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Woo Hoo Barbara Anderson
Yesterday, 10:41 PM,
RE: Woo Hoo Barbara Anderson
(Yesterday, 07:04 PM)Brakinbad Wrote: And let me be clear. Forrest would have taken a loss on tangible property via abandonment back in 2010. The loss would have reflected the value of the chest. Now that he has it back in his possession, he would need to inventory the assets and file appropriate tax forms.

That sounds like one of the more reasonable and realistic ideas.

I agree that it 'could' call into question the existence of a finder. It really does seem like something is being covered up aside from just the finder, but I'm not jumping to any conclusions.

I can think of at least two more ideas for why Fenn might have needed to inventory the chest even if there is a finder:

(1) To relieve the finder of taxes by accepting the return of his abandoned property and in turn gifting it to the finder. Such a step would require an appraisal and documentation of the contents in addition to filing tax forms. All of that could be kept private.

(2) According to some published national park rules, if the chest was found and retrieved from public property, and proper procedures were followed, the finder would be obligated to return the chest to park officials at which point they would have sought out the original owner (Fenn obviously) and returned it to him to in turn release it the the finder. In that case the office in the photo might be that of the park/forest supervisor.

Number (2) was my first prediction. However, it seems clear that the office in the photo was in New Mexico where Fenn could visit safely and comfortably, not in Wyoming, though perhaps it could be done remotely due to the pandemic. Also, the proper procedures would require disclosure of the finder and the location. Those could be kept private by the park authorities, but perhaps subject to a FOIA request. No evidence has surfaced yet to support this idea, and someone's FOIA to Yellowstone came back negative. I haven't heard of any FOIA request to other national parks or forests.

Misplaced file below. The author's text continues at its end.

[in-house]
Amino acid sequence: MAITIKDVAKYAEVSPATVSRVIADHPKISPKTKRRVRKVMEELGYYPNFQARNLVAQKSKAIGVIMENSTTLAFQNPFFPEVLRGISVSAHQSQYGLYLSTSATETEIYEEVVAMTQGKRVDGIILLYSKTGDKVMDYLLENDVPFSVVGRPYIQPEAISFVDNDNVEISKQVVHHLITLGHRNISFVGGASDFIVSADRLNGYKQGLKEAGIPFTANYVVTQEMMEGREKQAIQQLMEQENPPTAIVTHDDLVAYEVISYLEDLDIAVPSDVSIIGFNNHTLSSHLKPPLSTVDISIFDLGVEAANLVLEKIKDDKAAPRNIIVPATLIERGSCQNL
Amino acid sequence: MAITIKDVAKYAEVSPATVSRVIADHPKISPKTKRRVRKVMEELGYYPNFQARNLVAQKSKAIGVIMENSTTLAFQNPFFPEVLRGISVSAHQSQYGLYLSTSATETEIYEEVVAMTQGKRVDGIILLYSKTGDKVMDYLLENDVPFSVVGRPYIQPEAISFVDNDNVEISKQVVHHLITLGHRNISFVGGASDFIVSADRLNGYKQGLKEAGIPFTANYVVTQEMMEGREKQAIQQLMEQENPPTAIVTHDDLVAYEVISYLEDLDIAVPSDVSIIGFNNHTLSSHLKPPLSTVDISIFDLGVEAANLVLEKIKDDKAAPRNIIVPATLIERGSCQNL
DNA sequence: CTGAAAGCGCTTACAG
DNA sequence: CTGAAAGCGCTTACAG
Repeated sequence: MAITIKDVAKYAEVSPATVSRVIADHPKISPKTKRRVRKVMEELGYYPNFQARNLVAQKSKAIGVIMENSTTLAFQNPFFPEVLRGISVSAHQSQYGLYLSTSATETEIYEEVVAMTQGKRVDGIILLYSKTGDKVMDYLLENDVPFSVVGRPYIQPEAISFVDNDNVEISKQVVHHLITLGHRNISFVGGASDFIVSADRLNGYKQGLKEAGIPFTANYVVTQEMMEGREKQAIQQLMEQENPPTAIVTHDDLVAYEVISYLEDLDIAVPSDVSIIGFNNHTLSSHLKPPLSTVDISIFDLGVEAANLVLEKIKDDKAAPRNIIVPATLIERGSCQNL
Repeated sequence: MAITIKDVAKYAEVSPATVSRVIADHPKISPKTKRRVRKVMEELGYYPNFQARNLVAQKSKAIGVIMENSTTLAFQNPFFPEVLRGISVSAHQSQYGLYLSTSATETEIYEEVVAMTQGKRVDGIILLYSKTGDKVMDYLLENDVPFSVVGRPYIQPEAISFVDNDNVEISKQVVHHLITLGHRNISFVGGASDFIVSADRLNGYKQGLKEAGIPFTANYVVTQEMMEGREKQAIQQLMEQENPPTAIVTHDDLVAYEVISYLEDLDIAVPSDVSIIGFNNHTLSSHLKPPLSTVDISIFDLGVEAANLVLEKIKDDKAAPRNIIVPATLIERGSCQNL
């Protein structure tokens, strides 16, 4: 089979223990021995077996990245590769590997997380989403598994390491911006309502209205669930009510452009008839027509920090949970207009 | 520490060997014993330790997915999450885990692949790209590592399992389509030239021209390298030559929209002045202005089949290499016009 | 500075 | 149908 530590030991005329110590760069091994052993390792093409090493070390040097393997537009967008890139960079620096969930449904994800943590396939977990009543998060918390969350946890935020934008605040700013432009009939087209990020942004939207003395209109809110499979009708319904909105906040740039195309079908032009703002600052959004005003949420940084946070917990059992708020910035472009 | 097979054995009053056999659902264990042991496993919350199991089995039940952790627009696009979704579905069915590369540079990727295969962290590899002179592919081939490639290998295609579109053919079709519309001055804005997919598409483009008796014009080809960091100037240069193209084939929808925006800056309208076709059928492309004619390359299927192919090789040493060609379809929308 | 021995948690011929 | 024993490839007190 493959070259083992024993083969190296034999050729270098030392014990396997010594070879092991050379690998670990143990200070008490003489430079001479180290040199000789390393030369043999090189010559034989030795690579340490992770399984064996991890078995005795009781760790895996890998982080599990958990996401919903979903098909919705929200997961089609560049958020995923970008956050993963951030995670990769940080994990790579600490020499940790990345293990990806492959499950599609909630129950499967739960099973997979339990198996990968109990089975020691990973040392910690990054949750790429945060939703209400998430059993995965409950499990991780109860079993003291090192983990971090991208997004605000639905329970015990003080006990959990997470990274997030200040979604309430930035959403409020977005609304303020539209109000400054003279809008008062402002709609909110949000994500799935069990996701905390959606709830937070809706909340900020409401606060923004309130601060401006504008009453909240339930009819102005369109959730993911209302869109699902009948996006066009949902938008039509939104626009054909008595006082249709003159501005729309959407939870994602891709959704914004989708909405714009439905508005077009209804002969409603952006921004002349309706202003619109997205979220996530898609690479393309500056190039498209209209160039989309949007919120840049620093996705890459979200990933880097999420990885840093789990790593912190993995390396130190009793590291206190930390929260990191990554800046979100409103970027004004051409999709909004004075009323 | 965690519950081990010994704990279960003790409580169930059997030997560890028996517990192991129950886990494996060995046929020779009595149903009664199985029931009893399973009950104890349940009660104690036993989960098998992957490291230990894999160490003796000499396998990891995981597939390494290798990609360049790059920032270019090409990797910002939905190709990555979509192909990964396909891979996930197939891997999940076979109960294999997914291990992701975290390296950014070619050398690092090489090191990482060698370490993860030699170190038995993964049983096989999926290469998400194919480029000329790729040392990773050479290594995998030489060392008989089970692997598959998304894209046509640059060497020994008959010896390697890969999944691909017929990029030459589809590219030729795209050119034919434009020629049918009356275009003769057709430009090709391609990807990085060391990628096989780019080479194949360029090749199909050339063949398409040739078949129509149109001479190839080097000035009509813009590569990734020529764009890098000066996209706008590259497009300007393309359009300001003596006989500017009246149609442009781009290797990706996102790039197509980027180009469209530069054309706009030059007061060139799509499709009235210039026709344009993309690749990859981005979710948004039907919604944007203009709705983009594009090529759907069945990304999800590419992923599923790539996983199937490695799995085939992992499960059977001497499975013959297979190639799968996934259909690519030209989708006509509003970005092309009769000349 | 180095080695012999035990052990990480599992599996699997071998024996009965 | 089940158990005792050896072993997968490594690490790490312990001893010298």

If someone is sure of their solution, rather than just talk about it, why not make a simple FOIA request and see if the chest was turned in at the national park or national forest where they think the chest was found? It's free, does not require a lawyer, it can be done online in most cases, and it's perfectly within any citizen's rights, no questions asked. See

Interestingly, Fenn made statements, once on a taped interview and recently to someone directly, that the information would eventually come out. That would probably not be consistent with there being no finder because why would he admit that a deception would eventually come out? But it would be consistent with scenario (2), presuming that the anonymity of the finder and the location of the find could only be held in secret by authorities until they were required by law to disclose them, i.e. when someone sends a FOIA request to the proper park.
7 hours ago,
RE: Woo Hoo Barbara Anderson
I believe he had it in his backyard as I've said...I wonder if anyone has checked for it. I would imagine that if it was found that they wouldn't say.
© Stephanie

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